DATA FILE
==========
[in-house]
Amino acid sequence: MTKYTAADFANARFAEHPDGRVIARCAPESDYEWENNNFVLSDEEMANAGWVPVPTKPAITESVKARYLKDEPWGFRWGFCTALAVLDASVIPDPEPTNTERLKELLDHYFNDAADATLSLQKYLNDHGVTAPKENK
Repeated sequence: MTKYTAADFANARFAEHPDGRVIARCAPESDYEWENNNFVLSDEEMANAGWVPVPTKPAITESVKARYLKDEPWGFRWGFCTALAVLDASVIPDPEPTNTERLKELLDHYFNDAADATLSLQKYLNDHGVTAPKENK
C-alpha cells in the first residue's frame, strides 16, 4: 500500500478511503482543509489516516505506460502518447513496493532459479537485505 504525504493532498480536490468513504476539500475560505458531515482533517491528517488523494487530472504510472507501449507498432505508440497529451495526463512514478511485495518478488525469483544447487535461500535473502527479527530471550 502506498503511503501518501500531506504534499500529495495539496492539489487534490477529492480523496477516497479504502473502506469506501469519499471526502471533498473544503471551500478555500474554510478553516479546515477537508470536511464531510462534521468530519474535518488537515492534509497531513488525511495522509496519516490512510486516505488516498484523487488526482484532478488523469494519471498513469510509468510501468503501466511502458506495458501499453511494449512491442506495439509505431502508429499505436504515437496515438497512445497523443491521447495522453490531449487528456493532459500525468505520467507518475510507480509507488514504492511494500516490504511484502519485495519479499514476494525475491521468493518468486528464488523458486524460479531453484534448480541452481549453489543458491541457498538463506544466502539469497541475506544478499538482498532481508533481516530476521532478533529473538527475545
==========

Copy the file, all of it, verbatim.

[in-house]
Amino acid sequence: MTKYTAADFANARFAEHPDGRVIARCAPESDYEWENNNFVLSDEEMANAGWVPVPTKPAITESVKARYLKDEPWGFRWGFCTALAVLDASVIPDPEPTNTERLKELLDHYFNDAADATLSLQKYLNDHGVTAPKENK
Repeated sequence: MTKYTAADFANARFAEHPDGRVIARCAPESDYEWENNNFVLSDEEMANAGWVPVPTKPAITESVKARYLKDEPWGFRWGFCTALAVLDASVIPDPEPTNTERLKELLDHYFNDAADATLSLQKYLNDHGVTAPKENK
C-alpha cells in the first residue's frame, strides 16, 4: 500500500478511503482543509489516516505506460502518447513496493532459479537485505 504525504493532498480536490468513504476539500475560505458531515482533517491528517488523494487530472504510472507501449507498432505508440497529451495526463512514478511485495518478488525469483544447487535461500535473502527479527530471550 502506498503511503501518501500531506504534499500529495495539496492539489487534490477529492480523496477516497479504502473502506469506501469519499471526502471533498473544503471551500478555500474554510478553516479546515477537508470536511464531510462534521468530519474535518488537515492534509497531513488525511495522509496519516490512510486516505488516498484523487488526482484532478488523469494519471498513469510509468510501468503501466511502458506495458501499453511494449512491442506495439509505431502508429499505436504515437496515438497512445497523443491521447495522453490531449487528456493532459500525468505520467507518475510507480509507488514504492511494500516490504511484502519485495519479499514476494525475491521468493518468486528464488523458486524460479531453484534448480541452481549453489543458491541457498538463506544466502539469497541475506544478499538482498532481508533481516530476521532478533529473538527475545